Pleasant Valley Wildlife Sanctuary Welcomes "Milt's Woods"
Michael P. O'Connor
LENOX, MA—Mass Audubon had added 15 and a half acres to its Pleasant Valley Wildlife Sanctuary, thanks to a generous and far-sighted gift of land by journalist and novelist Ruth Bass.
Pleasant Valley encompasses more than a thousand acres of forest and wetland rising to Yokun Ridge, and the new parcel will enhance the wildlife sanctuary’s connections to Richmond while affording fine views of the Taconic Range to the west.
Ms. Bass has been a dedicated conservationist, as was her late husband—newspaper editor, theater critic, and columnist Milton Bass; she has made the donation in his honor.
“With the addition of our 15 acres, Pleasant Valley Sanctuary comes over the ridge from Lenox into Richmond.” she said. “We’ve been involved with the sanctuary since the 1970s when our children first went to day camp there and acquired a life-long fascination with nature.
“It was my husband, Milton, who was most intent on preserving that land, and so it now officially becomes ‘Milt’s Woods’,” Ms. Bass noted. “We are happy we can share land we’ve loved with those who visit Pleasant Valley, one of the Berkshire treasures.”
Mass Audubon President Gary Clayton said, “This acquisition on the west side of Pleasant Valley Wildlife Sanctuary not only enhances a larger complex of protected land in the Berkshires but also provides wildlife an important means by which to connect with other biologically rich lands in Lenox and Richmond.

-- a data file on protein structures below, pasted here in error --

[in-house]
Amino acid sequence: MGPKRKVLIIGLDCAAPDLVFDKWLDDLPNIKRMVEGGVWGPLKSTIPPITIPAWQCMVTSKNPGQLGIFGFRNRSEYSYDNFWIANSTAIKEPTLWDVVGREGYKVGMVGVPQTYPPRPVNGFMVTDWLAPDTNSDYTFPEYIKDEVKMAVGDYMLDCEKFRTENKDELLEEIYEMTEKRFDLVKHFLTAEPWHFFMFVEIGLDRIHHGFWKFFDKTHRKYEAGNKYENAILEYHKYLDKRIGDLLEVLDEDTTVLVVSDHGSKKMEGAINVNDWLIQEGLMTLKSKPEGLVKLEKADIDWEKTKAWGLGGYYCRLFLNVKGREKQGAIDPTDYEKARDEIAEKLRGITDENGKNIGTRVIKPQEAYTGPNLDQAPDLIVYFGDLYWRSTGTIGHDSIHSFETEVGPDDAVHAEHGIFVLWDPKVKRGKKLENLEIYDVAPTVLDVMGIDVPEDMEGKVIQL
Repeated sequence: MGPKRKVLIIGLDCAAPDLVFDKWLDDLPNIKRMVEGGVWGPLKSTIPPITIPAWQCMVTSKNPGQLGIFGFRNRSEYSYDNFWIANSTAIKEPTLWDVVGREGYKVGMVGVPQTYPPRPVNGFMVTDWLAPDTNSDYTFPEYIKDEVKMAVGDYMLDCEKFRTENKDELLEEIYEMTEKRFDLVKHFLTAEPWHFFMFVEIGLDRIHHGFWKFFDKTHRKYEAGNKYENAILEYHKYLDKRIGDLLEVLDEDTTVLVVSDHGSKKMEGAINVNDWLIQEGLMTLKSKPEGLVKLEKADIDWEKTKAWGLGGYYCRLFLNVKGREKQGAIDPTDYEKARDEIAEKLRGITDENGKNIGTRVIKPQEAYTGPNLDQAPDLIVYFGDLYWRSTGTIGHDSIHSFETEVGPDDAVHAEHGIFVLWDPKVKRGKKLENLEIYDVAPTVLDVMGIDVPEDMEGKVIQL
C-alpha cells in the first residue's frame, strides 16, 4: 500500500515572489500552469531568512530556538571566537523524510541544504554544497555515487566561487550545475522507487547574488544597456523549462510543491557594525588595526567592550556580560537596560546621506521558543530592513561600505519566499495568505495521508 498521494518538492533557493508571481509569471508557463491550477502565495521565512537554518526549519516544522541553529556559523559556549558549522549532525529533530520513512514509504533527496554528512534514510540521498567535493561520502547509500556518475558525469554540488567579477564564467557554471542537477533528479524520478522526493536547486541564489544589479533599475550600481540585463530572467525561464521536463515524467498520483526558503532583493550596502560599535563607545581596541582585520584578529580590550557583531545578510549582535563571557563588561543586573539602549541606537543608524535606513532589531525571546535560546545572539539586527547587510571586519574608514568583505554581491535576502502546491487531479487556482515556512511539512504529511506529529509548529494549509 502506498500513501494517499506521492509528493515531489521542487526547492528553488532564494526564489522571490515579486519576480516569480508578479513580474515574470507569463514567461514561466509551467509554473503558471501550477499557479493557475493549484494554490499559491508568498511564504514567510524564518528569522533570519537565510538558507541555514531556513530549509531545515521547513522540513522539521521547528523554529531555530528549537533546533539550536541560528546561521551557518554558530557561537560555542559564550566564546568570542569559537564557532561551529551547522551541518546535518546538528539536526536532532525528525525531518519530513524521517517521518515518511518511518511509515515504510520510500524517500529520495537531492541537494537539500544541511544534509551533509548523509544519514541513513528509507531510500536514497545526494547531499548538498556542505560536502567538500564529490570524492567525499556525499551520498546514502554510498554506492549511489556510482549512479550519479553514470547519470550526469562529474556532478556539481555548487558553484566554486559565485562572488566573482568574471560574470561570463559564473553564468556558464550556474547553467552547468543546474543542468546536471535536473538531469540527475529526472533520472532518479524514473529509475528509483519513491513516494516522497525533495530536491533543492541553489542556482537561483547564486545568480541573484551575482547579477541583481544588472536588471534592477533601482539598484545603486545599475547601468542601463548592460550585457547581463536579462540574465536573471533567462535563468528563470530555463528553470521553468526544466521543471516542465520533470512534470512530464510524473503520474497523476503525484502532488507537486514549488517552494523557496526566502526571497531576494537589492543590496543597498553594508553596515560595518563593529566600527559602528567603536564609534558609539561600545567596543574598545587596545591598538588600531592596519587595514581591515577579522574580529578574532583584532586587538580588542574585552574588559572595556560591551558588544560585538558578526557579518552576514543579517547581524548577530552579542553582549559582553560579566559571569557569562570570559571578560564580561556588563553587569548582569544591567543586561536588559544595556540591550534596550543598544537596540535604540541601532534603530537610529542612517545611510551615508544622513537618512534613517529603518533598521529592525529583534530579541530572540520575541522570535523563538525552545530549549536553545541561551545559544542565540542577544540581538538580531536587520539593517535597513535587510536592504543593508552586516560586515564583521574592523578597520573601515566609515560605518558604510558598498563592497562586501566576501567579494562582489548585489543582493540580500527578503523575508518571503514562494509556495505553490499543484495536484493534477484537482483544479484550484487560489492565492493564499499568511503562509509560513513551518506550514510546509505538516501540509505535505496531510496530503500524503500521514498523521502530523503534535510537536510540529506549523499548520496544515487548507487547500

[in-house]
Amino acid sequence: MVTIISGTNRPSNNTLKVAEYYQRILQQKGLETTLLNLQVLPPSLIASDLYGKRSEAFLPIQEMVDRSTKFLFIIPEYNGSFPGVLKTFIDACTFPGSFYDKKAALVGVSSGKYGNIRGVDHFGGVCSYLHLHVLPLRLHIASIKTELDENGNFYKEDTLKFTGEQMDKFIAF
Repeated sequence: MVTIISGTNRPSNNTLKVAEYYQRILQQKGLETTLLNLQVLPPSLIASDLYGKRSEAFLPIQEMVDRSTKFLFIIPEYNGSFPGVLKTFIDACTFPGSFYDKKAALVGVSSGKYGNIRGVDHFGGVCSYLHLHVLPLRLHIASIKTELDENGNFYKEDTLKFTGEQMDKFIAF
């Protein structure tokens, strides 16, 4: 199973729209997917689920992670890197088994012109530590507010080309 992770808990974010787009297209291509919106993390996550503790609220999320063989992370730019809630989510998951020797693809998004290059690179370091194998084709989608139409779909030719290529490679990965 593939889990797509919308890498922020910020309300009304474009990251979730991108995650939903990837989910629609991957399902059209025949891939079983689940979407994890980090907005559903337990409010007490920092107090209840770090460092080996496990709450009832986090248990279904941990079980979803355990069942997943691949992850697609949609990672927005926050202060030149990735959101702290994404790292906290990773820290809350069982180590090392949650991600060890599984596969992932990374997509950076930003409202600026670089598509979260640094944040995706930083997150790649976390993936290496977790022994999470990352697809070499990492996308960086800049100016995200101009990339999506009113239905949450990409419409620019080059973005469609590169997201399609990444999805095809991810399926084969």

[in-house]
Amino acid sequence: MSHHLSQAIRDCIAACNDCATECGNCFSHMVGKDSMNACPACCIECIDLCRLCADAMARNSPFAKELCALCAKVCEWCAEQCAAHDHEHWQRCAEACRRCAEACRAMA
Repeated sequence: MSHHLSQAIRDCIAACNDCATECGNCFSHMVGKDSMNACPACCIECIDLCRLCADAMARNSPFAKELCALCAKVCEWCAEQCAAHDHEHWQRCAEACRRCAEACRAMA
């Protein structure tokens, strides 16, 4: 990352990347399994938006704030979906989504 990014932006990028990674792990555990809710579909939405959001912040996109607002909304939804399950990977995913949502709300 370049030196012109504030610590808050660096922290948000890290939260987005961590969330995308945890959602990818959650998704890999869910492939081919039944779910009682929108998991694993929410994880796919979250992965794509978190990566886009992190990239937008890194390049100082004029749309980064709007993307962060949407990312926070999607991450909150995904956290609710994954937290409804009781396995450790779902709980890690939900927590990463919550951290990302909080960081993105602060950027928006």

“And we could not be more grateful to Ruth Bass and her late husband, Milton, who’ve personified the very best in environmental commitment and devotion to land,” Clayton added.
Mass Audubon protects 36,500 acres of land throughout Massachusetts, saving birds and other wildlife, and making nature accessible to all. As Massachusetts’ largest nature conservation nonprofit, we welcome more than a half million visitors a year to our wildlife sanctuaries and 20 nature centers. From inspiring hilltop views to breathtaking coastal landscapes, serene woods, and working farms, we believe in protecting our state’s natural treasures for wildlife and for all people—a vision shared in 1896 by our founders, two extraordinary Boston women. Today, Mass Audubon is a nationally recognized environmental education leader, offering thousands of camp, school, and adult programs that get over 225,000 kids and adults outdoors every year. With more than 125,000 members and supporters, we advocate on Beacon Hill and beyond, and conduct conservation research to preserve the natural heritage of our beautiful state for today’s and future generations. We welcome you to explore a nearby sanctuary, find inspiration, and get involved. Learn how at massaudubon.org.